and the Liver
Oral Contraceptives Pills (OCP) are still the number one birth-control choice for American women. However, the chemicals in oral contraceptives do affect your overall physical health and body systems in addition to your reproductive system. Risks associated with long term use of estrogen intake in any form are significant. Some of serious side effects include the following • Cardiovascular: Heart disease, Hypertension, Myocardial infarction • Endocrine metabolic: Body fluid retention, Breast cancer, Diabetes mellitus, Hypercalcemia • Gastrointestinal: Disorder of gallbladder, Pancreatitis • Hematologic: Venous thromboembolism ( blood clot in legs and else where in body) • Immunologic: Anaphylaxis (allergic reaction to medicine) • Neurologic: Cerebrovascular accident (stroke), Dementia, Impaired cognition • Ophthalmic: Thrombosis of retinal vein (blood clot in eye) • Reproductive: Cervical cancer, Malignant neoplasm of endometrium of corpus uteri, Ovarian cancer • Respiratory: Pulmonary embolism • Other: Breast cancer, Cervical cancer, Malignant neoplasm of endometrium of corpus uteri, Ovarian cancer Effects on liver disease have been under reported in the literature. Usually the liver problem comes to medical attention, when the disease is advanced. It is recommended to review risk and benefit of this form of contraception in detail with physician prior to initiation. Both natural and synthetic estrogens affect the structure and function of the liver in several important ways, including coagulation, production of glucose, lipid metabolism, billiard (bile) functions and binding proteins. Long-term use of estrogen may affect immune system increases the risk of autoimmune disorders including autoimmune liver disease that may result into cirrhosis The risk of Non-Alcoholic Steato-Hepatitis (NASH), commonly known as fatty liver disease, also increases with longstanding use of oral contraceptives. The contraceptive affects glucose homeostasis, resulting in insulin resistance, which is key abnormality causing Fatty Liver Disease/NASH. A change in the body’s metabolism resulting in high triglyceride levels also increases the risk of fatty liver disease. Fatty liver disease, while treatable, requires medical management; left untreated, it can result in cirrhosis of the liver. Other aspects of liver health affected by oral contraceptives include cholestasis, the rapid development or long term interruption in the excretion of bile; cholesterol level; gallstone formation; Budd-Chiari, an occlusion of the hepatic vein; hepatic tumors; and occasionally, even liver cancer (primarily associated with long-term use of oral contraceptives). Women, who have history of cancers (particularly breast cancer) in their family are high risk. Liver tumors such as hepatic adenoma are strongly associated with estrogen intake. Such tumor has the tendency to turn into a cancer. There is some association with focal nodular hyperplasia, another benign tumor. Long-term use of estrogen may increase the growth of cyst and blood vessel tumor such as hemangioma thus increasing the risk of complications. Talk to your physician about the risks and the benefits of oral contraceptive use, particularly over the long term.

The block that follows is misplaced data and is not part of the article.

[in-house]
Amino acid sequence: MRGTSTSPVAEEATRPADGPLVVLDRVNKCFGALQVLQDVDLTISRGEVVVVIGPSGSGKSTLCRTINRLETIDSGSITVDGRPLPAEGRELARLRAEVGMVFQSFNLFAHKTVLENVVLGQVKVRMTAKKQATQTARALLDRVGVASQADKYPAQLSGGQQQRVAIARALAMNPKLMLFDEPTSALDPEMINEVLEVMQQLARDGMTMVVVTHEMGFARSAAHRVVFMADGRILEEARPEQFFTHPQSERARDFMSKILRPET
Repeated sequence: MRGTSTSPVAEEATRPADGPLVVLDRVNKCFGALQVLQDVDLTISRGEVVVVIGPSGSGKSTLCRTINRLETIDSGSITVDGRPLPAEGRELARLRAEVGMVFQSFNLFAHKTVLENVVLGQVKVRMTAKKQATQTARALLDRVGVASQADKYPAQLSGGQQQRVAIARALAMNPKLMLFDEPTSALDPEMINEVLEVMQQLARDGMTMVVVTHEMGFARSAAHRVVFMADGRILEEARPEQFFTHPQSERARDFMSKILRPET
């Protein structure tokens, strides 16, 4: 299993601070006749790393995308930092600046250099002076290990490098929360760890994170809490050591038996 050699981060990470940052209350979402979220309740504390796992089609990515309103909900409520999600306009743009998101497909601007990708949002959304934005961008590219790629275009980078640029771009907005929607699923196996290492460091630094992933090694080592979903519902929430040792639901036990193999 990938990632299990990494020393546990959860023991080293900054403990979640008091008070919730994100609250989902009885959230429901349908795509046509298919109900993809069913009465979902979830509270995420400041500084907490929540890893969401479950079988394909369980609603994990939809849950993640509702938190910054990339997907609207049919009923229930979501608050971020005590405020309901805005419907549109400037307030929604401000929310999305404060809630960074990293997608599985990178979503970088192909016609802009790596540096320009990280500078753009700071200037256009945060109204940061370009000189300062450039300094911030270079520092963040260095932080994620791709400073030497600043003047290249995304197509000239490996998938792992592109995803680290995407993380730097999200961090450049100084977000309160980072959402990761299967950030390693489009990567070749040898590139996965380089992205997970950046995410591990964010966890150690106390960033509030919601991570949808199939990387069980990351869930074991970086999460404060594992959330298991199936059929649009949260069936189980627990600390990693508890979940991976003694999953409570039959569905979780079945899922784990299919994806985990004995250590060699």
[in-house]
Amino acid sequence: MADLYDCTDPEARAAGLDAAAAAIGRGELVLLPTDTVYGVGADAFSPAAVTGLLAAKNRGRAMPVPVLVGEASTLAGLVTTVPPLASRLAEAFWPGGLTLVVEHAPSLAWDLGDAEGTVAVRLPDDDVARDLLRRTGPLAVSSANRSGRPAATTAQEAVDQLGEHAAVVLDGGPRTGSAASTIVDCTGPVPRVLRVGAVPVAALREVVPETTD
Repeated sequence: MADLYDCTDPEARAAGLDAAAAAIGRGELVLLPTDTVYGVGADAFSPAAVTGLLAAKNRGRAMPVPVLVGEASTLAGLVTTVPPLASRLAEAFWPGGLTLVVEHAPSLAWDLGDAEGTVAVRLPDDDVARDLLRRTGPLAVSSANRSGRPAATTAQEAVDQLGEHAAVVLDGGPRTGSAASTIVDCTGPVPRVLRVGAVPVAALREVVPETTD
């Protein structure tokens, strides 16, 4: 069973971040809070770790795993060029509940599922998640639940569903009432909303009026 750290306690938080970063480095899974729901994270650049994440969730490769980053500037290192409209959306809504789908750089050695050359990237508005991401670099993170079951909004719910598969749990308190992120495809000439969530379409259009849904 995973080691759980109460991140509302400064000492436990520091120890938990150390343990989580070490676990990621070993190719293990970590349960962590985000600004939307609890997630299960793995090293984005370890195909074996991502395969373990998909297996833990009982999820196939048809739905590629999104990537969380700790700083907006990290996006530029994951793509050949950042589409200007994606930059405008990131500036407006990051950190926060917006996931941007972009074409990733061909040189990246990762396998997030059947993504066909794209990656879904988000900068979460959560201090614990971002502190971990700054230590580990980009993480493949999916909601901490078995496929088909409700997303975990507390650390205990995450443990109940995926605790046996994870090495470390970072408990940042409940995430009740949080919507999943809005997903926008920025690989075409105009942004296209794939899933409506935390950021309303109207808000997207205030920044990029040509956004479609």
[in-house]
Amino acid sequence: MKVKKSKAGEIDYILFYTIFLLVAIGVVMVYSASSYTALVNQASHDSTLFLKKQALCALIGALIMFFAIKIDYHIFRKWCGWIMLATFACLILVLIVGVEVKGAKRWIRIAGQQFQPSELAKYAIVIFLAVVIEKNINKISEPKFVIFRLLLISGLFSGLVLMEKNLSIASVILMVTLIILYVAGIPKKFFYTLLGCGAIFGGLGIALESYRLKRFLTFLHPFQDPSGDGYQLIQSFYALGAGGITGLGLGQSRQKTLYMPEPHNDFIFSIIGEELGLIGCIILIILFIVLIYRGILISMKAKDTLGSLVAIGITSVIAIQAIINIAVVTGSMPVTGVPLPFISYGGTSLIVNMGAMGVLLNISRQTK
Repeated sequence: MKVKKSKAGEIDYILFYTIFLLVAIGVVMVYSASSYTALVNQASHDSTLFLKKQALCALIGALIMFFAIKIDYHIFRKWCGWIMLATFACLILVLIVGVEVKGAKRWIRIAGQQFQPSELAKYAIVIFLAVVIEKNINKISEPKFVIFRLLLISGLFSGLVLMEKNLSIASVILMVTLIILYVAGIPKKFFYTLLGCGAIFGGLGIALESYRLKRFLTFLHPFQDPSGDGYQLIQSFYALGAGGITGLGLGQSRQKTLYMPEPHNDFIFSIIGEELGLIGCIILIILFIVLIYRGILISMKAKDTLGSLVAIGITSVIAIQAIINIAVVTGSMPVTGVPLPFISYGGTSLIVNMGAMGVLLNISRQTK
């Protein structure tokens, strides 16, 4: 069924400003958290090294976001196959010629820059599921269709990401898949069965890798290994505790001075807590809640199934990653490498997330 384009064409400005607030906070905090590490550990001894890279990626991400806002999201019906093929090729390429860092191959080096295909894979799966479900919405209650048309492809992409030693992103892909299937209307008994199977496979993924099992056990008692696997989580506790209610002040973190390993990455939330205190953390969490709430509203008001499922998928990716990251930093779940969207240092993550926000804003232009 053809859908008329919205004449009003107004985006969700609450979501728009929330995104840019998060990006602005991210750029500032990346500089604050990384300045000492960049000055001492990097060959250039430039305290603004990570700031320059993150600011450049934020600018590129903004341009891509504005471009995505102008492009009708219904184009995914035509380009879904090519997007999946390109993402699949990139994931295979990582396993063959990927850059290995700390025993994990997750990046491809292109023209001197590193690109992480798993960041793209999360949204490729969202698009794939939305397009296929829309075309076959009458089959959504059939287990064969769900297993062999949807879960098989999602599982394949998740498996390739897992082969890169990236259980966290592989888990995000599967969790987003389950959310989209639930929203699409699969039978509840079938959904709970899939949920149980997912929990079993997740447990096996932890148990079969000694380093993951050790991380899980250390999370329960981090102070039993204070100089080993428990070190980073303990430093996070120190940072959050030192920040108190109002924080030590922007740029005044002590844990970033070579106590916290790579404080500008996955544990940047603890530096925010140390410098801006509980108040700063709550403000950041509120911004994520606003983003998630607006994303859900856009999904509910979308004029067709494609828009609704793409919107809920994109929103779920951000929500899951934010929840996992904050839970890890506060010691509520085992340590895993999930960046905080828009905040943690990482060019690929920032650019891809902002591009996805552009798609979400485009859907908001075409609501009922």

Shahid Habib, MD. Liver Institute PLLC 5295 E Knight Drive Tucson AZ 85712 Email: email@example.com Web: http://www.liverinsstitutepllc.org Phone: 520-382-5972